Photo Credit:  Louisville Mayor's Office

Summer Learning Programs

Thomas McAdam

iLocalNews Louisville is your best source of news and information about Derby City. 

  • Professional Journalist

From safari camps at the Louisville Zoo to reading programs in the libraries to an online brain chase game at community centers, Louisville is offering over 80 learning programs for students during the summer break, Louisville Mayor Greg Fischer announced today. In addition, there are hundreds of camps and enrichment activities this summer organized by non-profit organizations, local colleges and universities, museums, churches, libraries, and arts organizations.

“There’s no excuse for students to spend the summer losing all the knowledge they’ve gained during the school year,” Fischer said. “Many of the city’s summer programs are free or low-cost and more importantly, they’re fun and educational.”

One example is the Junior Achievement (JA) Startup Day Camp program. Thanks to an anonymous donor, the program will travel to groups of young people in June. Typically, groups have to travel to the JA Center in order to participate with costs ranging from $15-$195 per child. This summer the opportunity is FREE.

Educational enrichment throughout the year is vital for a child’s success in school. According to the National Summer Learning Association, kids who don’t stay engaged during the break lose up to 3 months’ worth of math, reading and spelling skills – known as summer learning loss. “We don’t want our future leaders to fall behind in school,” Fischer said. “Instead of learning new lessons, they have to re-learn old lessons. Sadly, some of those kids will never catch up.”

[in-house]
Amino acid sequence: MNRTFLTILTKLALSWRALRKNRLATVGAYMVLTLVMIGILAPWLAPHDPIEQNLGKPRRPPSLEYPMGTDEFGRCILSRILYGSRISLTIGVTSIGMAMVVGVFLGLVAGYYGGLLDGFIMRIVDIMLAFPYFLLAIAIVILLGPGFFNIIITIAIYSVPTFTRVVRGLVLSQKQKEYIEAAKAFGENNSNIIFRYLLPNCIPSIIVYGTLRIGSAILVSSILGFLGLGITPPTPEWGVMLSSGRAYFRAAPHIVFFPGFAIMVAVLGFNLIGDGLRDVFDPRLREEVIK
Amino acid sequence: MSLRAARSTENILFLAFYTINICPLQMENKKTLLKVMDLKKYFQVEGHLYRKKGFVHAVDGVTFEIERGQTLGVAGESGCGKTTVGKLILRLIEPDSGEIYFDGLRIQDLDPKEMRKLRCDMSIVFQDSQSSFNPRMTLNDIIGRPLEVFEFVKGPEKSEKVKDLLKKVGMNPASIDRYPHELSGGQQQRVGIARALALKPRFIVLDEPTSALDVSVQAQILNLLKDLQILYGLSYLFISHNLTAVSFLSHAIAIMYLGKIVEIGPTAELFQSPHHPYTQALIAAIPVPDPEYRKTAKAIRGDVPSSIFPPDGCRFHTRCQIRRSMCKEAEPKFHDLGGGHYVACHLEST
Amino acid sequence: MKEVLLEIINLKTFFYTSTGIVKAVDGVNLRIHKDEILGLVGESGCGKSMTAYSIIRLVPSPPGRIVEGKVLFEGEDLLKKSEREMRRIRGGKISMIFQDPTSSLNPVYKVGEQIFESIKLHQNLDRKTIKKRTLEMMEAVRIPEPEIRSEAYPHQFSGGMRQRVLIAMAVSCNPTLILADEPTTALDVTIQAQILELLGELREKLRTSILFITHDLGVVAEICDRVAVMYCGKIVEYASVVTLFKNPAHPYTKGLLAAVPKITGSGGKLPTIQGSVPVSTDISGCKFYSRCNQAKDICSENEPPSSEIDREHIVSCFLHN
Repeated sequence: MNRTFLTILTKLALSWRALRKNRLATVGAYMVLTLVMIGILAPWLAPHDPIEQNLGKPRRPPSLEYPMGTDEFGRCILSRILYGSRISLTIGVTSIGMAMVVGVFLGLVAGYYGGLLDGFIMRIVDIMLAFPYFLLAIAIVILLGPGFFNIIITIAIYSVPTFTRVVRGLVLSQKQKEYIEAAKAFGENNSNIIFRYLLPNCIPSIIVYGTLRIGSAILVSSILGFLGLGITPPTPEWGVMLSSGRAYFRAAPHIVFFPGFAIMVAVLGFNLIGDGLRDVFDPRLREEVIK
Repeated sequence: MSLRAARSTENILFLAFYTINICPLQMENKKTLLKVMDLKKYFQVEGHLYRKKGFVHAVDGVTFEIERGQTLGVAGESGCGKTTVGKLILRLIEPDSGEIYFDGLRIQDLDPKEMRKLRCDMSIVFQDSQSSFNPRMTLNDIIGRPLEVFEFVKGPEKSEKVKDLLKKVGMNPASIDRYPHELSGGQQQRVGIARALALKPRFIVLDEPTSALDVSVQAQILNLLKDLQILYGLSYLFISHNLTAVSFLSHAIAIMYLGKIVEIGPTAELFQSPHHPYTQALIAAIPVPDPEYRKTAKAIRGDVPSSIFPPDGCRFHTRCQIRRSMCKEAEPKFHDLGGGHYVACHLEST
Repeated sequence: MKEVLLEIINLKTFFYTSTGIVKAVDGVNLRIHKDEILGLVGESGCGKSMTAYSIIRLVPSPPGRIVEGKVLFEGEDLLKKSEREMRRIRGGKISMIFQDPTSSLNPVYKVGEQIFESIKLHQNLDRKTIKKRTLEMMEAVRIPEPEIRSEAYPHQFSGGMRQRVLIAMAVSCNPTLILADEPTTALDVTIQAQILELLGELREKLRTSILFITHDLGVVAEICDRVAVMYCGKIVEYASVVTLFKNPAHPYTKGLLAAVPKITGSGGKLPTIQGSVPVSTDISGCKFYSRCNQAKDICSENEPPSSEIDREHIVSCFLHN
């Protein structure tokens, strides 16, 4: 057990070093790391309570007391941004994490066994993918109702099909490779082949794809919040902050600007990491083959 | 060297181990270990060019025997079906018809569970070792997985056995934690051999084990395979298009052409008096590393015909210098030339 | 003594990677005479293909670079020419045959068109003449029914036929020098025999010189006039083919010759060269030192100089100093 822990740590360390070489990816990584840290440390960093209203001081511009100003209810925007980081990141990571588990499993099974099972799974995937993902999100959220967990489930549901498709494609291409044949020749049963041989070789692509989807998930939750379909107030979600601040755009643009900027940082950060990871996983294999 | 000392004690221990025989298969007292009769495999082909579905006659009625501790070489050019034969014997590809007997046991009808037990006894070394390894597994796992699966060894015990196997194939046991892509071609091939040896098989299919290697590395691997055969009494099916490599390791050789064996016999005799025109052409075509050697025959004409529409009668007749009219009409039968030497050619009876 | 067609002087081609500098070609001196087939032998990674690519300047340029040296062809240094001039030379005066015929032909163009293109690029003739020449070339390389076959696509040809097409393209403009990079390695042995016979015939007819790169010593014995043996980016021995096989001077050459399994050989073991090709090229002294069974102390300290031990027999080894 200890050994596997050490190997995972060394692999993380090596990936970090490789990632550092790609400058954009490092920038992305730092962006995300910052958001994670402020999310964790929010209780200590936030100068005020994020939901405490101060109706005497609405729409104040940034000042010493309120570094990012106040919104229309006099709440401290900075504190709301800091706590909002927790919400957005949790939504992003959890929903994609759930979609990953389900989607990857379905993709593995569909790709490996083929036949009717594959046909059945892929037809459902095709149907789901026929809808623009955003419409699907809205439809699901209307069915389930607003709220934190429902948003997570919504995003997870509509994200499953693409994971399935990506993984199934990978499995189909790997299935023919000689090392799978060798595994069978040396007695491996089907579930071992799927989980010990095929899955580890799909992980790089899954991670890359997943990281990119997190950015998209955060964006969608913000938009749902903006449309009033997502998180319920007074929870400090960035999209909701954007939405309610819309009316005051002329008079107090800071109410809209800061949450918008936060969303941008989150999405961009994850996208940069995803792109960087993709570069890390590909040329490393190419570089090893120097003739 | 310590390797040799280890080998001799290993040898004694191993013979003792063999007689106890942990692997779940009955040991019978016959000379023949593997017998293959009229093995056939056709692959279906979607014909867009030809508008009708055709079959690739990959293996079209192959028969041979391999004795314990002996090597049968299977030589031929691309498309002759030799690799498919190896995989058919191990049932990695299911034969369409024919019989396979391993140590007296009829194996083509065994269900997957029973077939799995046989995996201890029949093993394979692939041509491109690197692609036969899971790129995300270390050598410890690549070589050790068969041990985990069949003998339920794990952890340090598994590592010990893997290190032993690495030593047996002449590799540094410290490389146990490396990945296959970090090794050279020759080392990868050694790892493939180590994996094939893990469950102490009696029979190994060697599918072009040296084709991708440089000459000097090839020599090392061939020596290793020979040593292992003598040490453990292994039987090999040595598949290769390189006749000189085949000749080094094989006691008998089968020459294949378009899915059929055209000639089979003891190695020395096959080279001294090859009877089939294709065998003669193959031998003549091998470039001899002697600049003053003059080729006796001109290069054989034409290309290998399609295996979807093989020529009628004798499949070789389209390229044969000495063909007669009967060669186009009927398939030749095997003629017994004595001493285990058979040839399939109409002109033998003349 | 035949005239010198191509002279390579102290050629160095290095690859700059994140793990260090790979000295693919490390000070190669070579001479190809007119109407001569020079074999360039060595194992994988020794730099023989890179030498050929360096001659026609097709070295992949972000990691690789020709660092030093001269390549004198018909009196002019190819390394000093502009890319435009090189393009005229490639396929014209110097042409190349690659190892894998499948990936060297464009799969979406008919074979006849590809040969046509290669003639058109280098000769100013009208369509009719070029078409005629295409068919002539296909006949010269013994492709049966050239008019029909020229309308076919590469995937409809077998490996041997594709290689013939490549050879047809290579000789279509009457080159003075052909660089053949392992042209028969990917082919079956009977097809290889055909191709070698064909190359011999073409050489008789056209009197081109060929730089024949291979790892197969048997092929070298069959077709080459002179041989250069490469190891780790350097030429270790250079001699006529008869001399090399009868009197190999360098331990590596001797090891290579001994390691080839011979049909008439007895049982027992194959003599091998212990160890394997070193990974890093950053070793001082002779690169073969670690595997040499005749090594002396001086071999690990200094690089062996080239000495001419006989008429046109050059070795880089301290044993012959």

JCPS, Metro United Way and Metro Government formed Building Louisville's Out-of-School Time Coordinated System (BLOCS) in 2010 to ensure a wide network of programs and activities across the city are available when school is out of session. Fischer’s 2015-16 budget supports BLOCS’ goal to improve and continue summer youth programming:

● $800,000 for programming at Metro Parks and Recreation community centers

● $45,000 for the Cultural Pass program – granting kids free access to over 30 participating educational attractions

In addition, a $25,000 grant from the National Recreation and Park Association will fund fun, interactive classes to educate kids on healthy living and activities at 10 Metro Parks and Recreation community centers. BLOCS has also partnered with TARC to make 1,500 summer bus passes available to youth ages 9-19 enrolled in programs at no charge.

This will help young people travel to and from summer programs, activities and summer jobs with ease. Free bus passes will be distributed to youth at various community centers, Metro Parks and Recreation sites and youth-serving organizations around the city starting June 15th.

Youth and parents can visit to receive information about summer youth programming in their neighborhood.

For more information on the JA Startup Day Camp program, call (502) 569-9217.


Other Stories

  1. Downtown Community
    Louisville’s popular Cultural Pass, created last year to keep children learning and exploring over the summer, is back